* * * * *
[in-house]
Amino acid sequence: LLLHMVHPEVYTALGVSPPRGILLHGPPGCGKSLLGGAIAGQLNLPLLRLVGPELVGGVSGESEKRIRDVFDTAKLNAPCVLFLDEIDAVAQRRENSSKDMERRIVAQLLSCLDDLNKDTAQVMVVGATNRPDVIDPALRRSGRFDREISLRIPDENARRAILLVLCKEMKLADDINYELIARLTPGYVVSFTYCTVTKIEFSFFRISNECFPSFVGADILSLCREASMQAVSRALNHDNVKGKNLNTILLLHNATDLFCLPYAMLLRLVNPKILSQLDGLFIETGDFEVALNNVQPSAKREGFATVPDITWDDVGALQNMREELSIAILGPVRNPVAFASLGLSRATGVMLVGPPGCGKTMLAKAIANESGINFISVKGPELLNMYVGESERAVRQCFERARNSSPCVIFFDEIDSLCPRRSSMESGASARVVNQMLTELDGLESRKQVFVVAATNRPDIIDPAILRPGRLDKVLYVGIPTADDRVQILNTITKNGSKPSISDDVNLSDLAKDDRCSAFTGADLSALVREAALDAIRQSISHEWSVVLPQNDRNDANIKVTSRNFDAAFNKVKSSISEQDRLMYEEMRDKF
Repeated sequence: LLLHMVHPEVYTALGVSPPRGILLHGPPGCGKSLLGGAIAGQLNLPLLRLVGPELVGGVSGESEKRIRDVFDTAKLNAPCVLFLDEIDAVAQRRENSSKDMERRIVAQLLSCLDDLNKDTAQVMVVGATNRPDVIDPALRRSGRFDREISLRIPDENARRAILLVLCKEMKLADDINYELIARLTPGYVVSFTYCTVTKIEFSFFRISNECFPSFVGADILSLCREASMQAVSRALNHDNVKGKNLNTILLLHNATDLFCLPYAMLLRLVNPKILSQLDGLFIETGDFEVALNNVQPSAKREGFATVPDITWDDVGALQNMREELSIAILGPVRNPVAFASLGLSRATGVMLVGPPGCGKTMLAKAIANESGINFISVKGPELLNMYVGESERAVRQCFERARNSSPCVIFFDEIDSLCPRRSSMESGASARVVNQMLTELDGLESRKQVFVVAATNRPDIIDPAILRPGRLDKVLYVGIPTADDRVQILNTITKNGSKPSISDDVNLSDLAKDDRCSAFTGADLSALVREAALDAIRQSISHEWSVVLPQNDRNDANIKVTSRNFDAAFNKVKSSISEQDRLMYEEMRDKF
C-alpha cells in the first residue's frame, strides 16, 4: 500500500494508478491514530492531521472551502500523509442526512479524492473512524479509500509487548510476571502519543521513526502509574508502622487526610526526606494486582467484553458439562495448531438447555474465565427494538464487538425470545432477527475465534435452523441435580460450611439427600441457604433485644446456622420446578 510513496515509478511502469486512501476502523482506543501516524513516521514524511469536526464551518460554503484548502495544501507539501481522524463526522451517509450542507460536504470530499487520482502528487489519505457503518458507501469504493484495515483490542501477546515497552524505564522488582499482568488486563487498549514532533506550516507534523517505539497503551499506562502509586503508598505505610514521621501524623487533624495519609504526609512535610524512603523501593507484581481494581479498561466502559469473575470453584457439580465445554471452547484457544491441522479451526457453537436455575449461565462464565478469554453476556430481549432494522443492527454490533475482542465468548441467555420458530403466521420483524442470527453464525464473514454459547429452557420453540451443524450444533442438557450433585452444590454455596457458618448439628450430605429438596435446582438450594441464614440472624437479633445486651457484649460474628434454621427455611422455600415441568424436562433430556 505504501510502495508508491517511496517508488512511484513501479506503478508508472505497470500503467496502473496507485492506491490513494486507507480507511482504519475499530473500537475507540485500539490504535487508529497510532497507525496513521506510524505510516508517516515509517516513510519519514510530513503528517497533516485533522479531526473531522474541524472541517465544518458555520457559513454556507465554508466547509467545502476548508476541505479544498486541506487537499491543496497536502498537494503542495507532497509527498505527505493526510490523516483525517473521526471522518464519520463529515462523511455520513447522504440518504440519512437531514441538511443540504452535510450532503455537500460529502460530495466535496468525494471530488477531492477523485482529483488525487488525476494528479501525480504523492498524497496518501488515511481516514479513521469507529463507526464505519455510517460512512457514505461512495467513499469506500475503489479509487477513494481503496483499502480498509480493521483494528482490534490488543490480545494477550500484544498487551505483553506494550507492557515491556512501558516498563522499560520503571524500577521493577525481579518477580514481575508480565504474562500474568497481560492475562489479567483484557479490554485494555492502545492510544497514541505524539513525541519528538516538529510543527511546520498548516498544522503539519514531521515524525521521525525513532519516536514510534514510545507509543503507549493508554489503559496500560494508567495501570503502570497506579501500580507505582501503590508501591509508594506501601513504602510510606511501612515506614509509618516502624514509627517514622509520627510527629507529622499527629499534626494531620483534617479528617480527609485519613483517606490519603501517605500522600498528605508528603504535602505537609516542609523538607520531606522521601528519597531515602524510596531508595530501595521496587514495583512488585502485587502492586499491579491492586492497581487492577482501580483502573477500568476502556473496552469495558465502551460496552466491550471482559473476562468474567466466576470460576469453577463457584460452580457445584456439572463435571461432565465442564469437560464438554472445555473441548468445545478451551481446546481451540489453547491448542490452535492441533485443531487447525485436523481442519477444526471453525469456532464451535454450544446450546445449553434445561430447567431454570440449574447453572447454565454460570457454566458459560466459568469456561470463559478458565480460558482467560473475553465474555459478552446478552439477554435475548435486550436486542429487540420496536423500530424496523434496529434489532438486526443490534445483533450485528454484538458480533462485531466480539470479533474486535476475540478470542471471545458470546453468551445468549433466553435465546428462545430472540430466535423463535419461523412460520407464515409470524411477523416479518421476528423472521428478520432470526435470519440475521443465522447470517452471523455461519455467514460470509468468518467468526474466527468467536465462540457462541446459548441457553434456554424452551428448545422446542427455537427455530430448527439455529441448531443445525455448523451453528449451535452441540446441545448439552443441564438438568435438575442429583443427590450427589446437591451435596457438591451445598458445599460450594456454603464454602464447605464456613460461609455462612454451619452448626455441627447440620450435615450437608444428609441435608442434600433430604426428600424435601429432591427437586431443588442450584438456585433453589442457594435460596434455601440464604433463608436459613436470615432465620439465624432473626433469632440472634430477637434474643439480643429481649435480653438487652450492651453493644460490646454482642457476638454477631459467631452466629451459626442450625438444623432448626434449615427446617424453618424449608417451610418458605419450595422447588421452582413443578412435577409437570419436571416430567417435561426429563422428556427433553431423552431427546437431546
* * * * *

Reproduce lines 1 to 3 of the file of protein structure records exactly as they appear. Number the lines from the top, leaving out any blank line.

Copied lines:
[in-house]
Amino acid sequence: LLLHMVHPEVYTALGVSPPRGILLHGPPGCGKSLLGGAIAGQLNLPLLRLVGPELVGGVSGESEKRIRDVFDTAKLNAPCVLFLDEIDAVAQRRENSSKDMERRIVAQLLSCLDDLNKDTAQVMVVGATNRPDVIDPALRRSGRFDREISLRIPDENARRAILLVLCKEMKLADDINYELIARLTPGYVVSFTYCTVTKIEFSFFRISNECFPSFVGADILSLCREASMQAVSRALNHDNVKGKNLNTILLLHNATDLFCLPYAMLLRLVNPKILSQLDGLFIETGDFEVALNNVQPSAKREGFATVPDITWDDVGALQNMREELSIAILGPVRNPVAFASLGLSRATGVMLVGPPGCGKTMLAKAIANESGINFISVKGPELLNMYVGESERAVRQCFERARNSSPCVIFFDEIDSLCPRRSSMESGASARVVNQMLTELDGLESRKQVFVVAATNRPDIIDPAILRPGRLDKVLYVGIPTADDRVQILNTITKNGSKPSISDDVNLSDLAKDDRCSAFTGADLSALVREAALDAIRQSISHEWSVVLPQNDRNDANIKVTSRNFDAAFNKVKSSISEQDRLMYEEMRDKF
Repeated sequence: LLLHMVHPEVYTALGVSPPRGILLHGPPGCGKSLLGGAIAGQLNLPLLRLVGPELVGGVSGESEKRIRDVFDTAKLNAPCVLFLDEIDAVAQRRENSSKDMERRIVAQLLSCLDDLNKDTAQVMVVGATNRPDVIDPALRRSGRFDREISLRIPDENARRAILLVLCKEMKLADDINYELIARLTPGYVVSFTYCTVTKIEFSFFRISNECFPSFVGADILSLCREASMQAVSRALNHDNVKGKNLNTILLLHNATDLFCLPYAMLLRLVNPKILSQLDGLFIETGDFEVALNNVQPSAKREGFATVPDITWDDVGALQNMREELSIAILGPVRNPVAFASLGLSRATGVMLVGPPGCGKTMLAKAIANESGINFISVKGPELLNMYVGESERAVRQCFERARNSSPCVIFFDEIDSLCPRRSSMESGASARVVNQMLTELDGLESRKQVFVVAATNRPDIIDPAILRPGRLDKVLYVGIPTADDRVQILNTITKNGSKPSISDDVNLSDLAKDDRCSAFTGADLSALVREAALDAIRQSISHEWSVVLPQNDRNDANIKVTSRNFDAAFNKVKSSISEQDRLMYEEMRDKF